Never Argue About Money: 7 Tips

Money is a hot button issue in many relationships. It’s common for spouses to have different spending and savings priorities. This often leads to conflict since these financial decisions affect so many aspects of a couple’s lives. Usually, one spouse is more focused on the present and places a higher priority on using money to have fun, buy nice things, be generous, and/or engage in “retail therapy” to escape stress or anxiety. The other spouse may be more focused on the future, feeling that the most important use of money (savings) is to provide security so they will always be financially independent.

Spouses with these different viewpoints often try to convince each other that their priorities are the correct way of looking at things. Needless to say, this doesn’t always go well. Discussions about money often lead to arguments or uncomfortable silences. Furthermore, financial stress is often cited as the #1 cause of divorce. So, instead of avoiding these financial discussions, follow the seven tips below for better outcomes.

My top seven recommendations for better money discussions:

1) Start with Questions. Your first instinct is probably to “tell” your spouse how you feel, what you want/need, and why your priority/viewpoint is important. That is the opposite of how you should start these conversations.

Here are some good questions to start a productive dialogue:

  • What do you think has been your/our best financial decision and worst financial decision?
  • Which spending decisions have brought you the most joy or best memories?
  • When do you want to retire, and what do you want to do in retirement?
  • What do you think we are doing well financially, and what aspects of our finances disappoint you or stress you out?
  • Where would you like to be in five or ten years?
  • What was money like in your household growing up? Spouses may already know the answer to this question, but not always. The answer often tells you a lot about why people think the way they do.

The point of these questions is to better understand your spouse’s financial mindset. Seek first to understand, then to be understood.

2)  Don’t focus on what you are going to say. Instead, focus on listening. Good listening is a learned behavior that doesn’t come naturally for most people. It entails more than just waiting for your turn to talk. Good listening means asking clarifying questions, even when you think you know what the other person means. Learn to pause before speaking and repeat back what you have heard.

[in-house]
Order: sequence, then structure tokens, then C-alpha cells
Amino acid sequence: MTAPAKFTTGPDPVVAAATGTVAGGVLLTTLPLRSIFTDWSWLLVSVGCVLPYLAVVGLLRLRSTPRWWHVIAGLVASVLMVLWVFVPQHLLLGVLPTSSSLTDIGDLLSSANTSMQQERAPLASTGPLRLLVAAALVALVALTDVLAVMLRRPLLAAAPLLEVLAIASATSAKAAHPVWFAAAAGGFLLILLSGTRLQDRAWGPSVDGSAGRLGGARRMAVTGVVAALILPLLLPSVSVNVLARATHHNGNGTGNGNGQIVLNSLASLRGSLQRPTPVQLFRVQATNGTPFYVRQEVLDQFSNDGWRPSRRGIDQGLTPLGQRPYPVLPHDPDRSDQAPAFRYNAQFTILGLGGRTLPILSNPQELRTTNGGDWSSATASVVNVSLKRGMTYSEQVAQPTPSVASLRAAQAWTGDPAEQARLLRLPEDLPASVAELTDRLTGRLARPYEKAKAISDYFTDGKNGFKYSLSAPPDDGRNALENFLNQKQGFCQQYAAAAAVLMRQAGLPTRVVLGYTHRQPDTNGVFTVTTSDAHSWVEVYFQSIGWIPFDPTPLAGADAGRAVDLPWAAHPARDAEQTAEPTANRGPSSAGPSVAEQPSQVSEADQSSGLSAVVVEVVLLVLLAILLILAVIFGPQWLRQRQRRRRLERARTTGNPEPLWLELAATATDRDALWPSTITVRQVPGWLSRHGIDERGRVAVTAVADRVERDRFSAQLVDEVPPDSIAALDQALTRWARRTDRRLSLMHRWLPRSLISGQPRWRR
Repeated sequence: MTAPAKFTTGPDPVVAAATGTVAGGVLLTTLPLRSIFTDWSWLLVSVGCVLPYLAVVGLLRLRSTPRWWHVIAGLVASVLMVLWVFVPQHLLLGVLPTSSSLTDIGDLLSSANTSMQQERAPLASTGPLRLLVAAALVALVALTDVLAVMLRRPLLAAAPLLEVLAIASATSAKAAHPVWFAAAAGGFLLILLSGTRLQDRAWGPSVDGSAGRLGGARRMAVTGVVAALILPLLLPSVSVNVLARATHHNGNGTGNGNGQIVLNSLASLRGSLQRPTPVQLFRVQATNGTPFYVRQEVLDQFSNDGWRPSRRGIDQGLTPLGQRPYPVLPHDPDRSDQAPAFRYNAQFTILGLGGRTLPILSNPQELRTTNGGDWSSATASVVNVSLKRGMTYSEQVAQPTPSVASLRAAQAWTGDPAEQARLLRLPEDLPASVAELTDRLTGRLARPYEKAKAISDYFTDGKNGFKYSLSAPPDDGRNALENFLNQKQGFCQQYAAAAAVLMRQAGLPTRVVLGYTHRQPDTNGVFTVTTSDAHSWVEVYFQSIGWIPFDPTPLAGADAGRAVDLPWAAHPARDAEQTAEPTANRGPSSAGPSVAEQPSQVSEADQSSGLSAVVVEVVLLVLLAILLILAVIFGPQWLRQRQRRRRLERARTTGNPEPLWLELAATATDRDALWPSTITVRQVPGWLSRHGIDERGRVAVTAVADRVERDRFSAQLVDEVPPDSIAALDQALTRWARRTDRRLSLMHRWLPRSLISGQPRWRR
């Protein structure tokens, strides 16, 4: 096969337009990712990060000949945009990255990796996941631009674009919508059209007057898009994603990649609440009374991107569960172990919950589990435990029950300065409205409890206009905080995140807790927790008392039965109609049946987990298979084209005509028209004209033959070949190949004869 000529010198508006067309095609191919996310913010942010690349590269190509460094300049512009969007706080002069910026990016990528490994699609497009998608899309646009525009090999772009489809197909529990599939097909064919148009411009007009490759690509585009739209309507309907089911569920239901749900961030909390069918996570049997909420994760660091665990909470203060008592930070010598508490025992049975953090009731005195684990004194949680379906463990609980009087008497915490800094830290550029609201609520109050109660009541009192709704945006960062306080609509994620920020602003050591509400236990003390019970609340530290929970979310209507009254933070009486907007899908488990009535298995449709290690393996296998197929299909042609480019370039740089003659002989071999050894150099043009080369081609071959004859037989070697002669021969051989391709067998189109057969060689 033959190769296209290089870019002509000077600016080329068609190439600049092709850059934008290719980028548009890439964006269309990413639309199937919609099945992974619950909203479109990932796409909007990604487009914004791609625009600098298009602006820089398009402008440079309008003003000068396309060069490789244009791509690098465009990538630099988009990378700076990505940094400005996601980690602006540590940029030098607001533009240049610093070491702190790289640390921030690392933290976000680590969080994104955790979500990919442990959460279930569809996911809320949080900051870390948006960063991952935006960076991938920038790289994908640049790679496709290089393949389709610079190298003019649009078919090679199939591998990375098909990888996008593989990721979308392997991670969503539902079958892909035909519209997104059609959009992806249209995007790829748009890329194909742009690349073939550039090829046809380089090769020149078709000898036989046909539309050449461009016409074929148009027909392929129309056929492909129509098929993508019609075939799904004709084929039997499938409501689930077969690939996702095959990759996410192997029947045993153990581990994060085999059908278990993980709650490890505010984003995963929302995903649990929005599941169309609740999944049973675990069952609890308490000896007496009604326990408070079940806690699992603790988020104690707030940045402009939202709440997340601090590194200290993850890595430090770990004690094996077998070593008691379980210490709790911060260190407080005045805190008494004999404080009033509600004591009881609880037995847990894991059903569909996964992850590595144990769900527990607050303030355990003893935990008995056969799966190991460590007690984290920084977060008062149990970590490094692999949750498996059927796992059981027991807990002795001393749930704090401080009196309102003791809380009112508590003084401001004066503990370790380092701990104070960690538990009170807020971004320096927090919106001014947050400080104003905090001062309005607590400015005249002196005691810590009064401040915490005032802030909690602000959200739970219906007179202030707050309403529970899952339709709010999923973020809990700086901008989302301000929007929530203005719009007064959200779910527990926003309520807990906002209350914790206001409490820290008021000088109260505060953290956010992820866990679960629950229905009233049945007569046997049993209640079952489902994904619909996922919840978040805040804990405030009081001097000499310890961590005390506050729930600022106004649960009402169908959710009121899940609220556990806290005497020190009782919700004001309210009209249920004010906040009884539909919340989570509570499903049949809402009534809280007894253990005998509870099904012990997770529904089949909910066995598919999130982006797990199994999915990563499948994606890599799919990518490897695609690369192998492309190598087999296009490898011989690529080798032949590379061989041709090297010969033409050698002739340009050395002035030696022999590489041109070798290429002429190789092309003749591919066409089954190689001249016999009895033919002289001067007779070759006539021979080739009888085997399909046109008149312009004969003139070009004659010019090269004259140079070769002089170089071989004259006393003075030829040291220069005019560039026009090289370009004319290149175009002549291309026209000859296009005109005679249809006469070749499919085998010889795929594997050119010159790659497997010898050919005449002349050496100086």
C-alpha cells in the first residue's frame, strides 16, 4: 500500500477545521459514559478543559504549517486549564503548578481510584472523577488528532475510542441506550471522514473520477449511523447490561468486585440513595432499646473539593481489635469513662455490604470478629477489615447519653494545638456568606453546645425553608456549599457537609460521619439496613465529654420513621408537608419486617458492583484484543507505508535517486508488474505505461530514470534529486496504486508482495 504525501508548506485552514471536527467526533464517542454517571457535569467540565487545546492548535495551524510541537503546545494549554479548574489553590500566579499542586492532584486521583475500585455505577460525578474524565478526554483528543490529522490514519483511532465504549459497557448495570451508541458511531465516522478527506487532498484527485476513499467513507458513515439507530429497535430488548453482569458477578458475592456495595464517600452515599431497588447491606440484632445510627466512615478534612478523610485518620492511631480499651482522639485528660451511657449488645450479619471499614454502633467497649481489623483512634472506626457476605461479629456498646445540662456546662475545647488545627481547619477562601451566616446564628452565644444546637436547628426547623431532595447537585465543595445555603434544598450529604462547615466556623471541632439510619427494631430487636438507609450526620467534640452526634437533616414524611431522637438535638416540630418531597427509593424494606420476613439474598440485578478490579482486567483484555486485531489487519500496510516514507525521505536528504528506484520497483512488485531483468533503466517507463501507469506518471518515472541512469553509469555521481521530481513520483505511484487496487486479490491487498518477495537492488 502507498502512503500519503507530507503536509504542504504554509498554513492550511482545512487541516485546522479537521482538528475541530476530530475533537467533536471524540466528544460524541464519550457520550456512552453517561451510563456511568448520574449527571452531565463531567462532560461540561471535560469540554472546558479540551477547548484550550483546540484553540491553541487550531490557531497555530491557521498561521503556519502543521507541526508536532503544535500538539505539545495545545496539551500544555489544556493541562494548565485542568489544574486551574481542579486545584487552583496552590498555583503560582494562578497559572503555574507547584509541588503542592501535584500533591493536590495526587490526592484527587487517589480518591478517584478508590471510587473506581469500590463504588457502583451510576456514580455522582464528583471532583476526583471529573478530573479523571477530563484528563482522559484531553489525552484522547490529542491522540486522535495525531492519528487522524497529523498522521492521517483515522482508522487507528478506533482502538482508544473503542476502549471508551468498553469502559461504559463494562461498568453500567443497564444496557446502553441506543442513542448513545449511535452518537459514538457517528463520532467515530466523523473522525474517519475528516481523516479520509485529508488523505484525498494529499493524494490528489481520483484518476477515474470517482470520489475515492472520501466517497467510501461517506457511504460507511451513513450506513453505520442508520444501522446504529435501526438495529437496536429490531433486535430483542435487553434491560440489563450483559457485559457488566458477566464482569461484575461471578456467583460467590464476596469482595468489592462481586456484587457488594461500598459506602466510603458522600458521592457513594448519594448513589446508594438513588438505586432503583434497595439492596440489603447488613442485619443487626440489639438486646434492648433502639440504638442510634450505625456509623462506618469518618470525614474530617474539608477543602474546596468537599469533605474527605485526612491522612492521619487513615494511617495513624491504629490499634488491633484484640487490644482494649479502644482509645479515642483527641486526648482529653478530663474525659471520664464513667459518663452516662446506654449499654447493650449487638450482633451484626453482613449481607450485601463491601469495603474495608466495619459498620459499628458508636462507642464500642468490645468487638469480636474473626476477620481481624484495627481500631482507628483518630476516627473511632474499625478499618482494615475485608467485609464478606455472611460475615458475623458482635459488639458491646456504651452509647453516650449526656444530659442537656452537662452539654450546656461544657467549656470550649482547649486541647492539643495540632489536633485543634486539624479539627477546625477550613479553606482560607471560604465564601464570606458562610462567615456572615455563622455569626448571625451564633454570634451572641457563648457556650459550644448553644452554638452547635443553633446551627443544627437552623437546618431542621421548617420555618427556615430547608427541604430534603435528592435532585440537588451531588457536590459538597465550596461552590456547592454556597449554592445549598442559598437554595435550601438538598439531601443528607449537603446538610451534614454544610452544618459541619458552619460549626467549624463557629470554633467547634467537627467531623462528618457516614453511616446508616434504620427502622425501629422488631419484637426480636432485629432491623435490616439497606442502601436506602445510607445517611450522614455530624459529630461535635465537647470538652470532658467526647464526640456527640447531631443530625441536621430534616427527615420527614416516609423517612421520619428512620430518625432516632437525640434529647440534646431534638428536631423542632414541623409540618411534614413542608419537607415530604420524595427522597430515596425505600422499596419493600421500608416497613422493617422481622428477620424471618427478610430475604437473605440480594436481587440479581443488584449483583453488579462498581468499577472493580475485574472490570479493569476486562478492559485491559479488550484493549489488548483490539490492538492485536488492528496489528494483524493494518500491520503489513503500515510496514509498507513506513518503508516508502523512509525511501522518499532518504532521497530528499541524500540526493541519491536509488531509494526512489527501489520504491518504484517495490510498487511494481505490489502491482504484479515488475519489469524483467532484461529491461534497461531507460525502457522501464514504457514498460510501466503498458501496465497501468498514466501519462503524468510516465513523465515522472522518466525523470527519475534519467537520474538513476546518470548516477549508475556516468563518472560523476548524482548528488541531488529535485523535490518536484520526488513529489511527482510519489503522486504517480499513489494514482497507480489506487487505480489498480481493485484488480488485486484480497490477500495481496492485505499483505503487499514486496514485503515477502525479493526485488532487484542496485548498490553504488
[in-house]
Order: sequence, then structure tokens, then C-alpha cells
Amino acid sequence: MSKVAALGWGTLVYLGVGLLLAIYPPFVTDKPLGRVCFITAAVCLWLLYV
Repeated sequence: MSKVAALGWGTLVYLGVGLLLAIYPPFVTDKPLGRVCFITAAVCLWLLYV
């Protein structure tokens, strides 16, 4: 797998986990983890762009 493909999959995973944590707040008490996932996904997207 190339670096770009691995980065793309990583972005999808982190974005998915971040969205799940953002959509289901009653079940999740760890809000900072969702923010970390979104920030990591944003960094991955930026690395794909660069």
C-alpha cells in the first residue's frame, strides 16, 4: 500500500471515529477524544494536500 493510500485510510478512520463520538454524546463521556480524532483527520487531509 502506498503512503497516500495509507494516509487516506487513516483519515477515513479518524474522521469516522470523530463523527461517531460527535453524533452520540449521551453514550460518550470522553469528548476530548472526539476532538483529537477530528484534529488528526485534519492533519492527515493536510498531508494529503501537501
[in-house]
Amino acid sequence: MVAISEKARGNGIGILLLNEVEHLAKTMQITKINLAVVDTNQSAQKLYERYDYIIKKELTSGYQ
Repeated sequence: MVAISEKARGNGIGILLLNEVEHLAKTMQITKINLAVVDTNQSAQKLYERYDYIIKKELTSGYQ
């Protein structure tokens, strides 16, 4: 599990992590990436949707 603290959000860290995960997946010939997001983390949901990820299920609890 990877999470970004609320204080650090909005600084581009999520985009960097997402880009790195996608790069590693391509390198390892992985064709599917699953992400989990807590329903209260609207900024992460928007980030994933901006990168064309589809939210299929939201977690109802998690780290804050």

3)  Find goals you both agree on. Each of you should make a list of the goals you’d like to reach. Then, find the common goals and agree to work toward them. Each of you needs to be willing to make sacrifices to reach the goals, and if you’re initiating this conversation, you should be the first one to offer up something. Do you need to cut down on the Starbucks visits, Botox treatments, dog grooming, poker nights?

4)  Do not be judgmental. You may find yourself thinking, Wow, it is really stupid to spend so much on XYZ. It is completely normal to have different spending priorities, but if you’re judgmental, you’re going to poison the well and kill any chance of progress.

5)  Admit your own mistakes and regrets. The best way to prepare for this discussion is not by gathering evidence of what your spouse has done wrong. Instead, evaluate your own spending and figure out which of your own spending decisions you regret and what changes you can make. Then, you might ask if your spouse has any spending habits or decisions they would be willing to change.

6)  Be appreciative. If/when your spouse admits to overspending, don’t pounce. Instead, ask more questions such as: What do you think would be reasonable? Then be appreciative of their answer, their honesty, and their willingness to work together.

7)  Agree to revisit periodically. Ideally, you and your spouse meet to discuss your household budget each week.  This is an ideal time to reaffirm financial priorities and talk about financial goals.

Final Thought:

It is always easier to avoid these conversations, but as I like to say: “A lazy man works twice as hard.” In other words, a little discipline prevents a lot of future heartache. Good luck with your money conversations, and please email me to let me know how they go: jeremy@jeremykisner.com